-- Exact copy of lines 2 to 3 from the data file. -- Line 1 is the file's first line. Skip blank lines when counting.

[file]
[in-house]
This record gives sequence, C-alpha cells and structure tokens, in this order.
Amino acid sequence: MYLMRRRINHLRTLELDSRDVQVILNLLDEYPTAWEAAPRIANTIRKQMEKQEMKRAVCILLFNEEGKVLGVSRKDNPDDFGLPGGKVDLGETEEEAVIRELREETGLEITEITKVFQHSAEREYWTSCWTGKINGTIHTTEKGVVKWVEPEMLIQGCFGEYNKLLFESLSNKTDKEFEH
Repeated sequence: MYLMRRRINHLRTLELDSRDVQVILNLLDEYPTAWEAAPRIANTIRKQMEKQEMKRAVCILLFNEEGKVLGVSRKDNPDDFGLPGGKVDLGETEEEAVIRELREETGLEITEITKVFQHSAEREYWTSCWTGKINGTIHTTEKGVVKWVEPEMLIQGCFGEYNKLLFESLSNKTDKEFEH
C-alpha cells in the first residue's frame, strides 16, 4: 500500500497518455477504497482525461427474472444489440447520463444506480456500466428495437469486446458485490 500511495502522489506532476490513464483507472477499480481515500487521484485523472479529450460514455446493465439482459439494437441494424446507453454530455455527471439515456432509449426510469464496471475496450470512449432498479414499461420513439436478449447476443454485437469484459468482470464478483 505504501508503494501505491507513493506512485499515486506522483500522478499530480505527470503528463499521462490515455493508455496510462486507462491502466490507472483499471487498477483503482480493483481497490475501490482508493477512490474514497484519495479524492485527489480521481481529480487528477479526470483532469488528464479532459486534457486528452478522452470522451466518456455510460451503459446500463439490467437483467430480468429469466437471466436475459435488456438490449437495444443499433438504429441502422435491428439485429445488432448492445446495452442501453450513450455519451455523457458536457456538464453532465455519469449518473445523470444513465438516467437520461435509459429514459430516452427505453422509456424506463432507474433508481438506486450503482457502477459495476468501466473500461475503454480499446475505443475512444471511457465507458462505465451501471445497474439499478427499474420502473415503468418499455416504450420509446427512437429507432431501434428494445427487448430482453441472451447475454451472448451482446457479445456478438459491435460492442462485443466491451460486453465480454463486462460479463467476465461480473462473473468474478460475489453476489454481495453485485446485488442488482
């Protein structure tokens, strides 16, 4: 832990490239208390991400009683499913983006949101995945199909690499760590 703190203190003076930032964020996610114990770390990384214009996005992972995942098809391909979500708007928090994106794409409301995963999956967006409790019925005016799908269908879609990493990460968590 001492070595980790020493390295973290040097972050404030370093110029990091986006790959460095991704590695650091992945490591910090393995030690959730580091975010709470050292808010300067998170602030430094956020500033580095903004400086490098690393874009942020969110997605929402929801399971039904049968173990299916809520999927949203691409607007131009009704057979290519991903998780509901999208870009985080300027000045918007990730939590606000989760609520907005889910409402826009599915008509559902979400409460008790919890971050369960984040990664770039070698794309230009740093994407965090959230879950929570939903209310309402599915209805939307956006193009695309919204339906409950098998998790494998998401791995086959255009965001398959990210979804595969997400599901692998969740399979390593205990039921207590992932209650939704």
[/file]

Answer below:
This record gives sequence, C-alpha cells and structure tokens, in this order.
Amino acid sequence: MYLMRRRINHLRTLELDSRDVQVILNLLDEYPTAWEAAPRIANTIRKQMEKQEMKRAVCILLFNEEGKVLGVSRKDNPDDFGLPGGKVDLGETEEEAVIRELREETGLEITEITKVFQHSAEREYWTSCWTGKINGTIHTTEKGVVKWVEPEMLIQGCFGEYNKLLFESLSNKTDKEFEH